“In a church.” Teresa smiled. “Another.” She poured two more shots.

“What should we drink to this time?” Rufus asked.

“To sons.”

Two glasses clinked. The warmth of the tequila reminded Rufus of the warmth of the wood beads in his pocket. He wondered if his own father ever carried a rosary.

“Why Chloride?”

Now a dark veil fell across Teresa’s eyes. “I was very angry after Octavio was killed. I didn’t want to see God anywhere – even in a church. I had read about the church in the dead town – it was dead like I was on the inside. I started going and saying my rosary because the Virgin remained with me even when I didn’t want to see God. She was always a shadow. Dagger started coming at some point because his head was always everywhere at once, and in the dead church he said it was only in one place. He found peace listening to me, he said. But, it wasn’t me. It was always Her. Always the Virgin. She shadows everyone even when they don’t feel Her there.”

Rufus wasn’t sure if it was the tequila or something more intoxicating that compelled him to retrieve the rosary from his pocket and set it on the table between the shot glasses.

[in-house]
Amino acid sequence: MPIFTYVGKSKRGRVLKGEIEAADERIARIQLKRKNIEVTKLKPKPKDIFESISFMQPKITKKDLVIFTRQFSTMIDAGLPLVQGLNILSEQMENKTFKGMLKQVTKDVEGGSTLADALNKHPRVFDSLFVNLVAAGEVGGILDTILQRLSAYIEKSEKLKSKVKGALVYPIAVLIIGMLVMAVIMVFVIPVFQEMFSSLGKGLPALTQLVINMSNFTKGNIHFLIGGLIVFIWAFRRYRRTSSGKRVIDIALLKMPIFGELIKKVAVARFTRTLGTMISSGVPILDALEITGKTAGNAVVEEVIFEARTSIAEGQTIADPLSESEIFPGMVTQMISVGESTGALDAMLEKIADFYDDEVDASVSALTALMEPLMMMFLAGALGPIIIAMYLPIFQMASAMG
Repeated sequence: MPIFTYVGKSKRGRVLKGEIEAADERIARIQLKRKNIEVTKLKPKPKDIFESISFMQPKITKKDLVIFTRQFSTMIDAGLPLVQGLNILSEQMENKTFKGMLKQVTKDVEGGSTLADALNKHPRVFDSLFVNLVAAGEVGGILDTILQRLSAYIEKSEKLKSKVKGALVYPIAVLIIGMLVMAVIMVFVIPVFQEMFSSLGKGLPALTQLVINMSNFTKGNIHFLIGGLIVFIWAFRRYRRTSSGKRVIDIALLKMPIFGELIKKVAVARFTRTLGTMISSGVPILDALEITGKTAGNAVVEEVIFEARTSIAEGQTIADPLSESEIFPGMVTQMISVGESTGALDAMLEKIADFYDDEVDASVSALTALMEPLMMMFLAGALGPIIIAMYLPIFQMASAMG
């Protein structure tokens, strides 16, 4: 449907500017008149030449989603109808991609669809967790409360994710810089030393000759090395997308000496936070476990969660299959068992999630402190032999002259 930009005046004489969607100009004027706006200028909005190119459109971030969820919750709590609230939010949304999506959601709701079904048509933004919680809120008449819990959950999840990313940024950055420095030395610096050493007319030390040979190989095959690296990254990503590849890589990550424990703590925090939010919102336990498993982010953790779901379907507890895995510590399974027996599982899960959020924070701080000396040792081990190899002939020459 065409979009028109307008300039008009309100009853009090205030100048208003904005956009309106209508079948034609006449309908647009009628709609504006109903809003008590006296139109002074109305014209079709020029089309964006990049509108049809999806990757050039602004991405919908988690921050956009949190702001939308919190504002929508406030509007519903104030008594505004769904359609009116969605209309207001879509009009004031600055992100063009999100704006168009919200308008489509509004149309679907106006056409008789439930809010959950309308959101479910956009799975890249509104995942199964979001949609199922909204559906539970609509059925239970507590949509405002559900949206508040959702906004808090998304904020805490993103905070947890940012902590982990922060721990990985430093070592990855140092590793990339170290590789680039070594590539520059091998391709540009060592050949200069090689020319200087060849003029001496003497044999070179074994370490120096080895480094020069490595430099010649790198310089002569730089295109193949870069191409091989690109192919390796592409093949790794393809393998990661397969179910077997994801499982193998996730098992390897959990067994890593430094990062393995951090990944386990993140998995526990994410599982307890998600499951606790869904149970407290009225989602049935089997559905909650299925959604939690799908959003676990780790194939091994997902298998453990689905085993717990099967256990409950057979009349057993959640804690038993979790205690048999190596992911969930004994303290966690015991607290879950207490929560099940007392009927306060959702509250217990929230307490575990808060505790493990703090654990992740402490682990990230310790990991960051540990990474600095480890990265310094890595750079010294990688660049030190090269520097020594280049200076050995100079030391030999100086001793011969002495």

“We don’t need a church for this.” Teresa reached into her pocket and pulled out beads as glassy as those his mother had confiscated, only these were as blue as robin’s eggs and as clear as rain.

“I believe in God, the Father Almighty…” Teresa’s words soon gathered the momentum of a chant.

At one point, he realized his own words were carried across his lips by the same momentum. His chanting braided with Teresa’s until they were woven so tightly that they were indistinguishable.

In this entwining, the self at last evaporated and where it began again, Rufus didn’t care. It was only the old self anyway—the new self was born inside of a dead church to another dead father, and a mother he just met.

Rufus had never felt so alive.